"To see a world in a grain of sand,
And a heaven in a wild flower,
Hold infinity in the palm of your hand
And eternity in an hour."

From "Auguries of Innocence"

by William Blake

Thursday, 28 February 2019

A Few Hours in Stratford-upon-Avon

E is on holiday this week so on Monday we went to Stratford-upon-Avon for a wander.

The American War Fountain

Then a walk by the River Avon - the area was heaving with people. I do like Stratford but I have never known it anything but busy!

A dreadful shame about the litter floating by the Mute Swan

Black-headed Gulls

The swan had followed me along and here he/she is again!


It seems to me to have been a very good year for crocuses

Another view of the RSC

The Other Place - I have such fond memories of plays seen here when it was called The Courtyard Theatre and was being used when the RSC was being renovated.

Hall's Croft - this was the home of Shakespeare's daughter Susanna and her husband the physician John Hall between 1613 and 1616.

We had lunch at The Windmill - D and I discovered this pub when we were last in Stratford - the food is good and reasonable and service excellent.

The first time poor Timothy had seen daylight! B and E walk much quicker than me and every time I stopped to take a photograph I was left further and further behind so no time for Timothy to pose for photos.

Three cheese toastie with chips

Guild Hall and Chapel

Grotesques and a carving of an angel on the Guild Chapel. I haven't been inside this church - perhaps one day.

New Place is a garden I would like to visit - it was being restored the year D and I had the Shakespeare Houses passes - you could just see this silver globe through a gap in the fence!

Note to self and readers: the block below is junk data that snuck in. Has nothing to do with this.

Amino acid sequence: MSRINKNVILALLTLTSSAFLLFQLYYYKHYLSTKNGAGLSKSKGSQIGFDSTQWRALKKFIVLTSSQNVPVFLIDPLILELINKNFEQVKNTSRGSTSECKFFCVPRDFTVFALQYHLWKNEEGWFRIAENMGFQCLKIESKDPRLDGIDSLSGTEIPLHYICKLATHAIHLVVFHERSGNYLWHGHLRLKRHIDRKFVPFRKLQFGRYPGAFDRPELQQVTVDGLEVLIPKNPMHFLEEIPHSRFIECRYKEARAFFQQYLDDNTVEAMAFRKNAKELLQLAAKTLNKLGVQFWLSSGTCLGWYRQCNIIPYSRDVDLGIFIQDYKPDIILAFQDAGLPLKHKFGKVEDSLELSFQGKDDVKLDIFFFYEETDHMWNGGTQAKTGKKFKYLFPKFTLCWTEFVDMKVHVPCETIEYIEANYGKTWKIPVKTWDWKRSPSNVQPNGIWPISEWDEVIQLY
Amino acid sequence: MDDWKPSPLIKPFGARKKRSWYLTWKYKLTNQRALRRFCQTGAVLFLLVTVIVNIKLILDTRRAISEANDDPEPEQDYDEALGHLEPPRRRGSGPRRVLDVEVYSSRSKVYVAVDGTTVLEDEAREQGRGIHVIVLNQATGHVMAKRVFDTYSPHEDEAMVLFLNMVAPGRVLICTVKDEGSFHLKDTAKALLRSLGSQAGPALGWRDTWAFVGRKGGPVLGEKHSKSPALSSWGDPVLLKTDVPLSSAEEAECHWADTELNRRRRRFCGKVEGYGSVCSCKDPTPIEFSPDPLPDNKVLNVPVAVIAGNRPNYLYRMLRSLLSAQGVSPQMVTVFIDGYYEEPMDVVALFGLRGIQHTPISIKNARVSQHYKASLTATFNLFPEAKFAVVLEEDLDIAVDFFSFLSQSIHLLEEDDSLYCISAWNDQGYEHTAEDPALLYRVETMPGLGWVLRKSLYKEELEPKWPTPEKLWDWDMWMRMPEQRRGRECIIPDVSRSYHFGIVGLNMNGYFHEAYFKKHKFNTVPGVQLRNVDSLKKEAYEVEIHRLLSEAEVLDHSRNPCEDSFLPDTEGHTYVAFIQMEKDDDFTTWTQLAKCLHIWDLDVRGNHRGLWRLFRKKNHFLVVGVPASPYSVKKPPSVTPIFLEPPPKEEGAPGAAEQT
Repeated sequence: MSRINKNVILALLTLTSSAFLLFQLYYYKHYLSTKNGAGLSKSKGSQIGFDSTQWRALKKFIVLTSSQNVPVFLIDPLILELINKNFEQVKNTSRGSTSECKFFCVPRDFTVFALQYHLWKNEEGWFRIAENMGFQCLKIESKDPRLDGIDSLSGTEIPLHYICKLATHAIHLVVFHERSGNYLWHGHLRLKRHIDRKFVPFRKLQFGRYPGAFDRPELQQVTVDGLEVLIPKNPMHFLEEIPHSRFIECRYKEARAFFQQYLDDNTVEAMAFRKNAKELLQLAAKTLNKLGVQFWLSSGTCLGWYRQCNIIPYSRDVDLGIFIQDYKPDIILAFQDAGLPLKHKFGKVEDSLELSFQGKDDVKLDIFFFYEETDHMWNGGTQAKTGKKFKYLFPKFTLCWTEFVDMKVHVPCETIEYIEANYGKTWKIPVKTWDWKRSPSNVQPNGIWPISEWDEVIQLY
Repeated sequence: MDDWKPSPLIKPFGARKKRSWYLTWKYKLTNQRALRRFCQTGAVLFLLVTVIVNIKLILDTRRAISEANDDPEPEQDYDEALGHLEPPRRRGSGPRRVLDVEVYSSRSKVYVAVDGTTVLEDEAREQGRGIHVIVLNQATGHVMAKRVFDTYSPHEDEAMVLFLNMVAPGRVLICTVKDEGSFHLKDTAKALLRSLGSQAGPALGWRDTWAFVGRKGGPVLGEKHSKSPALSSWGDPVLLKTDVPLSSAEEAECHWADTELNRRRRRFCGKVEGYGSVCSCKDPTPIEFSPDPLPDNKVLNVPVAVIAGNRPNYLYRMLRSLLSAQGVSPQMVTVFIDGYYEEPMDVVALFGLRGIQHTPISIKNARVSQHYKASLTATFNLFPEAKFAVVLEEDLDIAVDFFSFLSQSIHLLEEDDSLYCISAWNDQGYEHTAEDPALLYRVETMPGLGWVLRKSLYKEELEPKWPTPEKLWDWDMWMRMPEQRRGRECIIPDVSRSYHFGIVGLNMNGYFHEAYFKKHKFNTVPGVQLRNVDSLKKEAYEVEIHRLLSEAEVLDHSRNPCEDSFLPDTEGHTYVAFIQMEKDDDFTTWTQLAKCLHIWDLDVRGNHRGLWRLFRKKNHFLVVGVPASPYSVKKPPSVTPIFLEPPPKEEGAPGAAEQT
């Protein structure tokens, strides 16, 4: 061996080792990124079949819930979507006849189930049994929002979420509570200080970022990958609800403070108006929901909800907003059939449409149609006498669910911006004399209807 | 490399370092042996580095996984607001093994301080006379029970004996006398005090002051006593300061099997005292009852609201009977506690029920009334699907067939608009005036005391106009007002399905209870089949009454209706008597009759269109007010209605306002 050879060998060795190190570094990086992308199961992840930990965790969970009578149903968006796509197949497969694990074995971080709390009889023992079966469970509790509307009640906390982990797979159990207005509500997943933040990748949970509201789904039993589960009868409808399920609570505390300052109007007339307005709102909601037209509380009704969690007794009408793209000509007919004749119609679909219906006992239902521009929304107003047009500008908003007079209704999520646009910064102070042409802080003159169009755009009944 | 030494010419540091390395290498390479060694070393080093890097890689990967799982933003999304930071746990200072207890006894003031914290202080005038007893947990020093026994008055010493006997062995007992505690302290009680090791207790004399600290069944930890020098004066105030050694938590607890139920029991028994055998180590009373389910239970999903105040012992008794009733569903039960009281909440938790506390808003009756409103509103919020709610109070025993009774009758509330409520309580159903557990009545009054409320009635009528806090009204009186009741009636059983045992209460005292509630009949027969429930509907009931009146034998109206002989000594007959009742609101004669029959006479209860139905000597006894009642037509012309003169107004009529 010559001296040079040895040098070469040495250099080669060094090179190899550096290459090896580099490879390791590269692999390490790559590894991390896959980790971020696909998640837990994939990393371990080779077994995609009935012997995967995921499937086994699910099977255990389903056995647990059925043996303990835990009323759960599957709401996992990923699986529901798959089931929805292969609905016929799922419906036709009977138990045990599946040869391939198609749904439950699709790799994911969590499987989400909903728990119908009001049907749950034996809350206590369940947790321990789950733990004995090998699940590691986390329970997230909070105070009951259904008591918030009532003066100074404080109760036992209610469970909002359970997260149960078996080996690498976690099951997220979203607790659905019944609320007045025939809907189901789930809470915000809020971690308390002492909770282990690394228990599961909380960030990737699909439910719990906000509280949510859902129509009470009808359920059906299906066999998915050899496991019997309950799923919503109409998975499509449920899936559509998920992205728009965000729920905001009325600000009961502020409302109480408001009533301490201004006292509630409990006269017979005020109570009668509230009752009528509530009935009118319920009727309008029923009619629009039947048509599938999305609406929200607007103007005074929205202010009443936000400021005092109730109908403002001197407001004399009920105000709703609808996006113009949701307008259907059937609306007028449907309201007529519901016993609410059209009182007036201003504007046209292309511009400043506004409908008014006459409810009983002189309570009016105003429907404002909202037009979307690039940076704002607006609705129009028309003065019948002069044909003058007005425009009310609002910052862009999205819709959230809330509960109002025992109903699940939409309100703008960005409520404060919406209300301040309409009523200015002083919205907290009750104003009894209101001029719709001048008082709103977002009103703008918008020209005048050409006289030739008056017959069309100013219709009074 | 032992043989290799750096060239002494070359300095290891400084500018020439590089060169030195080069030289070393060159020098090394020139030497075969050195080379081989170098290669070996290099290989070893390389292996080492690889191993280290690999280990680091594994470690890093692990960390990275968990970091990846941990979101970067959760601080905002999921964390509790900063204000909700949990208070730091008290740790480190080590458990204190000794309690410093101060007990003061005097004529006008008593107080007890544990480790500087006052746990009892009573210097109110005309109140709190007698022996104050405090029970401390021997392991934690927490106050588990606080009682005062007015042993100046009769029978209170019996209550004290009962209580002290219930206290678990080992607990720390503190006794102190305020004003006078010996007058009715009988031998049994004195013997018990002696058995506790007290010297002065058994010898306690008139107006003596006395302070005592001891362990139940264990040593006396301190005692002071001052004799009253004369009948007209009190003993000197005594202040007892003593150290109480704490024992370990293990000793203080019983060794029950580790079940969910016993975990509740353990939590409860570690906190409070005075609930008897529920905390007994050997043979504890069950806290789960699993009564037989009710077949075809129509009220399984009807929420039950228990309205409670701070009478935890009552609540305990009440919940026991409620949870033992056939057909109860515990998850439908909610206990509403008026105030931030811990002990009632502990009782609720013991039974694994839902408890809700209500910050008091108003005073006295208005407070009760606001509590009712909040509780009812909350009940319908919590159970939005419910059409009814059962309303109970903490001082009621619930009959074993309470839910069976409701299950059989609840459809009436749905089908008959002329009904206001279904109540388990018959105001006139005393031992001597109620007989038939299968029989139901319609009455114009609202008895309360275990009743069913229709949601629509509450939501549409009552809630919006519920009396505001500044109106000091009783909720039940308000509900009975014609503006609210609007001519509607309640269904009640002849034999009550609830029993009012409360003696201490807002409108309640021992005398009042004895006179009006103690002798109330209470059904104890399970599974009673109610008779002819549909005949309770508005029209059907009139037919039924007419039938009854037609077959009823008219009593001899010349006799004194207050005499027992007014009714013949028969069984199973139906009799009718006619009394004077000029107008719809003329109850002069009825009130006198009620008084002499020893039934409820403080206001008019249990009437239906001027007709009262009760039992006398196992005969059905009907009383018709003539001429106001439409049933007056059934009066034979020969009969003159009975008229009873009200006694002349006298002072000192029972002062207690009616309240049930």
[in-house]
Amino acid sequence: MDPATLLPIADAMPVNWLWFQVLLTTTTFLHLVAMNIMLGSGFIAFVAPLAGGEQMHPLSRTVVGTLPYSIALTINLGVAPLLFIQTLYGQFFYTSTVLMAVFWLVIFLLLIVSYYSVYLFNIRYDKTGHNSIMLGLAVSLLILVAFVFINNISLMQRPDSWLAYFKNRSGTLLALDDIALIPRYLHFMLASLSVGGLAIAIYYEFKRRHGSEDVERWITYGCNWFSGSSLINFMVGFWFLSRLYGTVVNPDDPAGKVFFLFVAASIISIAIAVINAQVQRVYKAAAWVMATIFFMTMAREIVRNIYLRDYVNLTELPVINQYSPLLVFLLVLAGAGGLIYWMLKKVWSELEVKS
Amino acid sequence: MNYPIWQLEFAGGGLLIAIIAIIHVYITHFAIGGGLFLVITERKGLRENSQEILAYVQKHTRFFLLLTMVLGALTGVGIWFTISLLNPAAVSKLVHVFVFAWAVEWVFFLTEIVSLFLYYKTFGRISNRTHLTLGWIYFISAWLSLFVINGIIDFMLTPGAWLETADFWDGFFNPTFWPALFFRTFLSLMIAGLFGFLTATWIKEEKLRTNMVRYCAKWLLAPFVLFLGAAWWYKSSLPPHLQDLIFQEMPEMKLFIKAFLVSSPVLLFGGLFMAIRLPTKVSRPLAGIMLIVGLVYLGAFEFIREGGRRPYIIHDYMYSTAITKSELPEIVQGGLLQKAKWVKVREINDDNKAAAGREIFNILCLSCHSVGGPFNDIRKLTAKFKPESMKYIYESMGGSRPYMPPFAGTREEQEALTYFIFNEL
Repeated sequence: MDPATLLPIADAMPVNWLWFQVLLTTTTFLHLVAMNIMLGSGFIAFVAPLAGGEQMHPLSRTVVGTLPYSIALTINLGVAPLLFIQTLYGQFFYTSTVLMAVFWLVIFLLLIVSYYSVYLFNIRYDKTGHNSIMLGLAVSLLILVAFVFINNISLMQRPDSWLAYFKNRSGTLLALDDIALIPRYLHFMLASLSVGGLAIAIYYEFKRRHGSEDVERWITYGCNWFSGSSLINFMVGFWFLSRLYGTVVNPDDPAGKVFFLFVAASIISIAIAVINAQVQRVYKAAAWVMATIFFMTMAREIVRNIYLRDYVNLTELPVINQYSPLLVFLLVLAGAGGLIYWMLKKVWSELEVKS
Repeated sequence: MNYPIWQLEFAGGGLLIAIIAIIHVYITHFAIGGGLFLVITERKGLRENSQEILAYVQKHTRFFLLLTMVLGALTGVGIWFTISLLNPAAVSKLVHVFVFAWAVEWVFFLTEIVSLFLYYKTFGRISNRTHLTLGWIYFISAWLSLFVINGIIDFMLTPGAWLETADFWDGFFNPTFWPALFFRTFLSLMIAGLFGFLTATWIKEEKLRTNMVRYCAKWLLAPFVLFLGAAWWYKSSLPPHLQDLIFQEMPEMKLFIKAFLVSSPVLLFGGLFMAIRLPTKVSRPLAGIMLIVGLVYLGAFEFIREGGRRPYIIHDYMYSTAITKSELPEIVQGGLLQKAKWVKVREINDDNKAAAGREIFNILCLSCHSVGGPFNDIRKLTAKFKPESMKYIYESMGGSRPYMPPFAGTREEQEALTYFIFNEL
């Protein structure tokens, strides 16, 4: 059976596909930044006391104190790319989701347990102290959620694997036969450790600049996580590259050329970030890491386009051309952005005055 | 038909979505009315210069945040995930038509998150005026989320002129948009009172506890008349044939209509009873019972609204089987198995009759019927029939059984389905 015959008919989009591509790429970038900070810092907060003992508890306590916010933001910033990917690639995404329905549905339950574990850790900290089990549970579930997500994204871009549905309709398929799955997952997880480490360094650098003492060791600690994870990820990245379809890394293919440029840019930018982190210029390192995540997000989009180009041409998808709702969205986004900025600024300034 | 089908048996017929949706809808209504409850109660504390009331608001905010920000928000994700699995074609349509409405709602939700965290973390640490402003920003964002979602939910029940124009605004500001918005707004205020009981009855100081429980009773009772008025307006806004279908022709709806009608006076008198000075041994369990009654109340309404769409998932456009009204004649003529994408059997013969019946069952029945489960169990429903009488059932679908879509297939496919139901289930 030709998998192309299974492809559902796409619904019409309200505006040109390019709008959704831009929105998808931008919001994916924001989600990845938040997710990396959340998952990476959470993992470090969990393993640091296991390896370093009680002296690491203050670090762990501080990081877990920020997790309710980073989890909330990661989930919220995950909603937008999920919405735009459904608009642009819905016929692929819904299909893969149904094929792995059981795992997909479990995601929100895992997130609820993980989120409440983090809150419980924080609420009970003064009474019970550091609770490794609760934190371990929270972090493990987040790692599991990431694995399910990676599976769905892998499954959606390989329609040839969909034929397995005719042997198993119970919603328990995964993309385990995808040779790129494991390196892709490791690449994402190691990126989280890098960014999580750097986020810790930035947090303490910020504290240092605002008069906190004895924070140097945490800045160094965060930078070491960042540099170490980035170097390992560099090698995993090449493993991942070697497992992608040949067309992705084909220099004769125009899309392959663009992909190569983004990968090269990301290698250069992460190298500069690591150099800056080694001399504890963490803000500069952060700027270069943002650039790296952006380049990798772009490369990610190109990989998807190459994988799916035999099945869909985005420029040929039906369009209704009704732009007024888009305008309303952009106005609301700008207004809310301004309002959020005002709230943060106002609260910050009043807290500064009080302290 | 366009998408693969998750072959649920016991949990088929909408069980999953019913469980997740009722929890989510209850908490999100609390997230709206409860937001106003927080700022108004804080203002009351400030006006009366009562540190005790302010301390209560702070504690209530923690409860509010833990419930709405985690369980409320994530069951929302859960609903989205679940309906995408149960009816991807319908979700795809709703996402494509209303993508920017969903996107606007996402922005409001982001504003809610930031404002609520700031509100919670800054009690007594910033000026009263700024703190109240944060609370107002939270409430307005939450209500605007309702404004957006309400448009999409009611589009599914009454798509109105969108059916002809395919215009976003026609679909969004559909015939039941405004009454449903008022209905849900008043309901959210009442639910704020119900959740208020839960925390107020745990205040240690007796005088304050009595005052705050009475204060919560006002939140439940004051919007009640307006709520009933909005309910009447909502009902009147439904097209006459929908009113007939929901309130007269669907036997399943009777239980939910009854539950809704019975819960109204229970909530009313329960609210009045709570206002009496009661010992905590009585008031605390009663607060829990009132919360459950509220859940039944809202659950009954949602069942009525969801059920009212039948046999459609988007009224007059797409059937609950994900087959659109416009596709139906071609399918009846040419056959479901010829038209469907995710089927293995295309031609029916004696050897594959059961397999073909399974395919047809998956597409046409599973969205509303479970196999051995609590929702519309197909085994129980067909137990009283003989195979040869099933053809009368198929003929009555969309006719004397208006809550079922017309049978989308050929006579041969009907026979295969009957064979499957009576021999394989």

The Garrick Inn

I bought some cheeses from this shop. Paxton and Whitfield are a royal warrant holder having supplied cheese to various monarchs over the years and apparently the shop was also a favourite of Sir Winston Churchill.

Tuesday, 26 February 2019

Wandering round a local churchyard, Meriden Rookery, first garden butterfly of the year

Sunday was a lovely day and, having seen reports of butterflies appearing, I decided to go along to Berkswell churchyard in the hope that I might see a Brimstone either there or along the country lanes.

There was plenty of colour in the form of tubs and

crocuses on the village green which were getting visits from bees.

Wells House once I believe the rectory and it was home to Maud Watson(1862-1946), winner of the first Ladies' Lawn Tennis Championships at Wimbledon in 1884. Her father Henry was vicar at Berkswell church. Maud is buried in the churchyard with her sister.

(Anyone who has been reading my blog for a while will have heard some of the history of Berkswell before as it is a place I do tend to visit fairly regularly!).

The ancient well is 16 feet deep and it is believed it was used centuries ago to baptise people converting to Christianity.

The War Memorial in the churchyard.

St John the Baptist dates from the 12th century and was built on the site of an earlier Saxon church. I didn't go in the church on Sunday but I have done previous posts on the church interior and its ancient crypt.

Some of the corbels around the exterior - I found some new ones on this visit on the North side of the church.

A friendly face and a

frankly quite terrifying one.

Sundial on the church tower

Sections of two walls of the church are covered in graffiti - some dating back to the 19th century. I always wonder about the stories behind the initials and names.

Lesser Celandine is now starting to flower although

the snowdrops were fading and I only found a few clumps with fresh flowers.

Lichen forming a miniature forest on the church wall.

The churchyard preaching cross is medieval and replaced an even older one.

Sadly no butterflies were seen.

On the way home I stopped off at Meriden to visit the rookery there which is always full of activity at this time of year and it is delightful to watch the rooks and their activities as they build/repair nests.

Yesterday I did see my first butterfly of the year - a Small Tortoiseshell on Bergenia flowers in the garden. It is always the same you go in search of butterflies and fail to find one but then unexpectedly when you are not looking for it one turns up!

Flowers including




Wild Primroses and


are now appearing in the garden and we also now have daffodils in flower.

All photos taken by me with the Pansonic Lumix FZ330 bridge camera